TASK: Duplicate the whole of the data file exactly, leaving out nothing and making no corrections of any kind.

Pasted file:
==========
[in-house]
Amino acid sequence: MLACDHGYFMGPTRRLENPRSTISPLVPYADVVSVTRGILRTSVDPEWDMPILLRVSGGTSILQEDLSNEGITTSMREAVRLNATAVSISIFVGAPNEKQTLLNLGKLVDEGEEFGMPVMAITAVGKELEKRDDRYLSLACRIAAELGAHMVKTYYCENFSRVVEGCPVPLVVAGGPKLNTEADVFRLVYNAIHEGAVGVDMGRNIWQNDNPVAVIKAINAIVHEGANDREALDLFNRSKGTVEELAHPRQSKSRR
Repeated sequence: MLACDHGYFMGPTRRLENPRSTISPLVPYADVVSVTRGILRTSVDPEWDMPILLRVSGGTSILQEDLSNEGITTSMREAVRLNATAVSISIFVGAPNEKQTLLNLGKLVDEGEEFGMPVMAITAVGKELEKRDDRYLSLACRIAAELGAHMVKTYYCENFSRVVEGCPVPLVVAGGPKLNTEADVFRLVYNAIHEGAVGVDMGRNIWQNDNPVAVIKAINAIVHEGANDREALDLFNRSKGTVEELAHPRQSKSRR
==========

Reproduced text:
[in-house]
Amino acid sequence: MLACDHGYFMGPTRRLENPRSTISPLVPYADVVSVTRGILRTSVDPEWDMPILLRVSGGTSILQEDLSNEGITTSMREAVRLNATAVSISIFVGAPNEKQTLLNLGKLVDEGEEFGMPVMAITAVGKELEKRDDRYLSLACRIAAELGAHMVKTYYCENFSRVVEGCPVPLVVAGGPKLNTEADVFRLVYNAIHEGAVGVDMGRNIWQNDNPVAVIKAINAIVHEGANDREALDLFNRSKGTVEELAHPRQSKSRR
Repeated sequence: MLACDHGYFMGPTRRLENPRSTISPLVPYADVVSVTRGILRTSVDPEWDMPILLRVSGGTSILQEDLSNEGITTSMREAVRLNATAVSISIFVGAPNEKQTLLNLGKLVDEGEEFGMPVMAITAVGKELEKRDDRYLSLACRIAAELGAHMVKTYYCENFSRVVEGCPVPLVVAGGPKLNTEADVFRLVYNAIHEGAVGVDMGRNIWQNDNPVAVIKAINAIVHEGANDREALDLFNRSKGTVEELAHPRQSKSRR